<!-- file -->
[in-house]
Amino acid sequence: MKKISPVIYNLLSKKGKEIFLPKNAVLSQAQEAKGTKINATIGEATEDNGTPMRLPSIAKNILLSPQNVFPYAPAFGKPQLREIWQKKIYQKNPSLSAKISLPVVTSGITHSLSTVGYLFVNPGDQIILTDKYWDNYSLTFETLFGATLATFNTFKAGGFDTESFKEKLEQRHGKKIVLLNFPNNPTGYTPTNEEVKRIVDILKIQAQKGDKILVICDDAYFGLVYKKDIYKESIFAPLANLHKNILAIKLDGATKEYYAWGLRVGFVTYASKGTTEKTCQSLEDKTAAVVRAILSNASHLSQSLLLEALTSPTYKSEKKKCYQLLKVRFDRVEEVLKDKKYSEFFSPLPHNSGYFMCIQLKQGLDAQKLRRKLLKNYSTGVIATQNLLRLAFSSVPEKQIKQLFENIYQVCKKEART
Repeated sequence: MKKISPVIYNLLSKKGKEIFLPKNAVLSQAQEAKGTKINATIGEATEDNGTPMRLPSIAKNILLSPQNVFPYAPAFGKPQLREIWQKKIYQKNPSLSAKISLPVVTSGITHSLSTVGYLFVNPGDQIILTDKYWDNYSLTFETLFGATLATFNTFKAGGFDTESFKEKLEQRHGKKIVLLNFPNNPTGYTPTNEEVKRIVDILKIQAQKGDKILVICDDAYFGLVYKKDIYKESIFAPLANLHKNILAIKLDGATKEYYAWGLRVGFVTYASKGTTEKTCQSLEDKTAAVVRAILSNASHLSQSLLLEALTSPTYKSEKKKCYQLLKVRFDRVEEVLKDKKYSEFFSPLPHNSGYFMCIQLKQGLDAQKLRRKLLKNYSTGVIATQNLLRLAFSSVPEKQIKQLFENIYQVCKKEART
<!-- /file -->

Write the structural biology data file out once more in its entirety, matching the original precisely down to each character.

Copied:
[in-house]
Amino acid sequence: MKKISPVIYNLLSKKGKEIFLPKNAVLSQAQEAKGTKINATIGEATEDNGTPMRLPSIAKNILLSPQNVFPYAPAFGKPQLREIWQKKIYQKNPSLSAKISLPVVTSGITHSLSTVGYLFVNPGDQIILTDKYWDNYSLTFETLFGATLATFNTFKAGGFDTESFKEKLEQRHGKKIVLLNFPNNPTGYTPTNEEVKRIVDILKIQAQKGDKILVICDDAYFGLVYKKDIYKESIFAPLANLHKNILAIKLDGATKEYYAWGLRVGFVTYASKGTTEKTCQSLEDKTAAVVRAILSNASHLSQSLLLEALTSPTYKSEKKKCYQLLKVRFDRVEEVLKDKKYSEFFSPLPHNSGYFMCIQLKQGLDAQKLRRKLLKNYSTGVIATQNLLRLAFSSVPEKQIKQLFENIYQVCKKEART
Repeated sequence: MKKISPVIYNLLSKKGKEIFLPKNAVLSQAQEAKGTKINATIGEATEDNGTPMRLPSIAKNILLSPQNVFPYAPAFGKPQLREIWQKKIYQKNPSLSAKISLPVVTSGITHSLSTVGYLFVNPGDQIILTDKYWDNYSLTFETLFGATLATFNTFKAGGFDTESFKEKLEQRHGKKIVLLNFPNNPTGYTPTNEEVKRIVDILKIQAQKGDKILVICDDAYFGLVYKKDIYKESIFAPLANLHKNILAIKLDGATKEYYAWGLRVGFVTYASKGTTEKTCQSLEDKTAAVVRAILSNASHLSQSLLLEALTSPTYKSEKKKCYQLLKVRFDRVEEVLKDKKYSEFFSPLPHNSGYFMCIQLKQGLDAQKLRRKLLKNYSTGVIATQNLLRLAFSSVPEKQIKQLFENIYQVCKKEART